The Original Birmingham Writers Workshop

Just after World War I things were changing at a rapid pace here in Birmingham, AL. It was against this hasty backdrop of industrialization, cosmopolitan awareness and a sense of “popping up overnight” that the Magic City got its nickname and its first official working writers workshop – The Loafers.

I ran across this entry on BhamWiki.com and had to know more. So I trotted off to the Linn Henley Library and found the bound archived April 1977 issue of The Alabama Review. After reading the article I was blown away at the velocity with which The Loafers cranked out their articles, books, plays, screenplays, essays and short stories.

Made up mostly of newspaper folks, almost all of the original dozen or so members had pieces published  in Harper’s, Munsey’s Magazine, The Saturday Evening Post and they even had a couple of O.Henry Prize winners among their ranks.

Roster and occupations of the first members of The Loafers.
Roster and occupations of the first members of The Loafers.

The group was founded, in the late 19-teens and early 20’s, by journalist Octavus Roy Cohen, who also wrote fiction, plays, and scripts for Hollywood. He wrote about black life in Birmingham, but one of most popular books was The Crimson Alibi, a detective novel that also made it onto Broadway as a play.

In the 1920’s, Cohen lived in the Diane Apts. on 21st St. South and writers flocked to his place. During gatherings of the literary club / writers workshop, writers would review, critique and edit each others work. As well as cheer and jeer rejection slips, reviews and sales of their books.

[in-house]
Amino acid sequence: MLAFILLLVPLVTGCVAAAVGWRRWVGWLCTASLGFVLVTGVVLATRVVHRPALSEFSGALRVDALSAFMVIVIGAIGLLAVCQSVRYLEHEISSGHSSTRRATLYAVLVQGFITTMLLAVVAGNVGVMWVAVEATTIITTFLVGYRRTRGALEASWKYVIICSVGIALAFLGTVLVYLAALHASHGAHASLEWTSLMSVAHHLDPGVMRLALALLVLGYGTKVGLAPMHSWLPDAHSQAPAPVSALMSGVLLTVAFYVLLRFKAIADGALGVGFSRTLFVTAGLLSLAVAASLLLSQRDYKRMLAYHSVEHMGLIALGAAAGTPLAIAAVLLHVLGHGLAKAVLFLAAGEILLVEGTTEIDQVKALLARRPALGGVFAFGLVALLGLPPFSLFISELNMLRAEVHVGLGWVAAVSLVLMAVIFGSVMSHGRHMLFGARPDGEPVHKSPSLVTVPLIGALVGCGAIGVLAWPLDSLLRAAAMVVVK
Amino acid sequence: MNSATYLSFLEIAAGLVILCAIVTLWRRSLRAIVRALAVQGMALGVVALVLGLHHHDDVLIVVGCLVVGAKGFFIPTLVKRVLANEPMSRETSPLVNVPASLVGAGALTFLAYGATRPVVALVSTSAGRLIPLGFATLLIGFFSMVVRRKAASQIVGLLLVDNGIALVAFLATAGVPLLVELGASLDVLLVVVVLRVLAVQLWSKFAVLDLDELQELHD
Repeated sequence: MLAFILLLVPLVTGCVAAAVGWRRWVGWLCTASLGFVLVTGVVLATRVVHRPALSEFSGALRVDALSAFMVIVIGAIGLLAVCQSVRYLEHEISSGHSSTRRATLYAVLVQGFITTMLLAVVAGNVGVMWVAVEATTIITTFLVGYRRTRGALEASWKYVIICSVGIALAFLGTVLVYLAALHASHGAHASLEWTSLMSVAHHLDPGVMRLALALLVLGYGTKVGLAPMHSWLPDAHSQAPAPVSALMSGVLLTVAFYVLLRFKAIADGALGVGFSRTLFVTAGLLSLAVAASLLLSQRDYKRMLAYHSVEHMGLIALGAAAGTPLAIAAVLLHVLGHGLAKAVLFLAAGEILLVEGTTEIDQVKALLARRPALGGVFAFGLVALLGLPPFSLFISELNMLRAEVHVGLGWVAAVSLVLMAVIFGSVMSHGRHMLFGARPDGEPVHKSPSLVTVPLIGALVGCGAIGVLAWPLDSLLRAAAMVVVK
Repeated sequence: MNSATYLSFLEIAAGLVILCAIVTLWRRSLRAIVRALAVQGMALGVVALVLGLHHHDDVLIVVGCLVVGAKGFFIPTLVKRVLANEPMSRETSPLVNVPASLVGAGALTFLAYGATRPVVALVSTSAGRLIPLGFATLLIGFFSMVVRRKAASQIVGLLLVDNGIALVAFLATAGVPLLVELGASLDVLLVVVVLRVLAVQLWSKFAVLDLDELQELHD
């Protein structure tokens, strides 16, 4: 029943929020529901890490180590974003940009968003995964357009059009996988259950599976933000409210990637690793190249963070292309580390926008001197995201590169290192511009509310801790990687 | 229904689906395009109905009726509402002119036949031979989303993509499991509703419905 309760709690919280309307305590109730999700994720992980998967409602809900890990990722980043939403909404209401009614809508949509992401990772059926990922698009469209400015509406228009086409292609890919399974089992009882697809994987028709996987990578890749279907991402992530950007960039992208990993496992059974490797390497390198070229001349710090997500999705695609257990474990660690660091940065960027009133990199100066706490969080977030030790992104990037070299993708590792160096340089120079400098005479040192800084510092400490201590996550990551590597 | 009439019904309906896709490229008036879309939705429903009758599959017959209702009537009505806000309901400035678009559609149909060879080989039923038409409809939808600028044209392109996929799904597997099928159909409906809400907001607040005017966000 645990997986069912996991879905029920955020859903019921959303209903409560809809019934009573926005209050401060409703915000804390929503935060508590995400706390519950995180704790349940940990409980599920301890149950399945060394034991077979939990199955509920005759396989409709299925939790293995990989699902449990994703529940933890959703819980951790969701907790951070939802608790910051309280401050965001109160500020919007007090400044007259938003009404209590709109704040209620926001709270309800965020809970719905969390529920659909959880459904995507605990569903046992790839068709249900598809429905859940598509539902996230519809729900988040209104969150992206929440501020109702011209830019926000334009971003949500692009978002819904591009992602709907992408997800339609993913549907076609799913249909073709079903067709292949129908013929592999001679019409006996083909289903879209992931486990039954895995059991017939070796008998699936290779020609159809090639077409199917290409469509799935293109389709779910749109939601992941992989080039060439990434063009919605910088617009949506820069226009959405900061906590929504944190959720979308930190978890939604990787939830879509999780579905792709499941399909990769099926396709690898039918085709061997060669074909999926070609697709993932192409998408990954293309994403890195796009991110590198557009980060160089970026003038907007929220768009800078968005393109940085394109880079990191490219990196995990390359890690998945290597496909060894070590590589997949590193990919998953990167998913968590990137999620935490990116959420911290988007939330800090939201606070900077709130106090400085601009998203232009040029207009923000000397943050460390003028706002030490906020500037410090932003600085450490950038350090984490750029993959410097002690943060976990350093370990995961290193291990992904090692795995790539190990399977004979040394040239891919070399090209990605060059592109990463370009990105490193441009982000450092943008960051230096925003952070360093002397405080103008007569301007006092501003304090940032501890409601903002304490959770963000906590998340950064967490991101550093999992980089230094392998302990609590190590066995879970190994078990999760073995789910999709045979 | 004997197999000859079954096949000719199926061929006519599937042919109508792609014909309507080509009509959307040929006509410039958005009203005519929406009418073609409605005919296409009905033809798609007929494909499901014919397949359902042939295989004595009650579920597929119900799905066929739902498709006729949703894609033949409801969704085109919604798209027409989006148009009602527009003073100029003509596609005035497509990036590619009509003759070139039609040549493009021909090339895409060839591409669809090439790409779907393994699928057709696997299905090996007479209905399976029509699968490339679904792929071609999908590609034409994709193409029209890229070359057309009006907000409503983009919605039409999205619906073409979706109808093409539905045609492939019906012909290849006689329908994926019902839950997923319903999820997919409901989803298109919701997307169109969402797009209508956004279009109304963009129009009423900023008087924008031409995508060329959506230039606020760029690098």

I was hoping to list all of the books and works that this group churned out, but it’s just too much. No doubt – they called themselves “The Loafers” as some kind of tongue-in-cheek joke. In fact, in one mention in the January 1922 Writer’s Monthly journal , the reporter states,

“. . .the annual income from the work of the group runs well over the hundred-thousand-dollar mark yearly. . .these twelve men write seven or eight novels a year, usually about one hundred short-stories, besides poems, plays and articles.”

Adjusted for inflation that comes to more than $1.4 million dollars a year this writers workshop was bringing home.

The second generation of The Loafers was lead by Jack Bethea who was another newspaperman and the first editor of the Birmingham Post way back in 1921 when the paper was founded by Scripps-Howard. His group and the dozens after his were just as prolific as the first members.

What I haven’t been able to find is an approximate date of when The Loafers quit meeting and why. Birmingham has been flush with colorful story tellers ever since and we certainly have the setting and history to craft compelling fiction. I wonder why it disbanded. Or better yet – I wonder who would be on the roster if The Loafers was still going strong in Birmingham today?

It’s worth your while to make it down to the Linn-Henley to read the full 8 pages over a lunch break. It’s very interesting ending the April 1977 article with:

“The Civil War had provided an aura for the South’s fiction writers for half a century,. . . World War I and its swift succession of social and economic changes left little room for nostalgia and the gentler scenes it evoked. These Birmingham authors who mockingly called themselves “The Loafers” were alert to the fast-paced life around them and sensitive to human values. Whether in hot indignation at social injustices or with a small at human foibles and fantasies, they wrote perceptively of their own times.”

Of course, if that doesn’t pique your interest, as you can see from these photos, it’s worth it just to pull up a chair in the library reading and “set a spell”.

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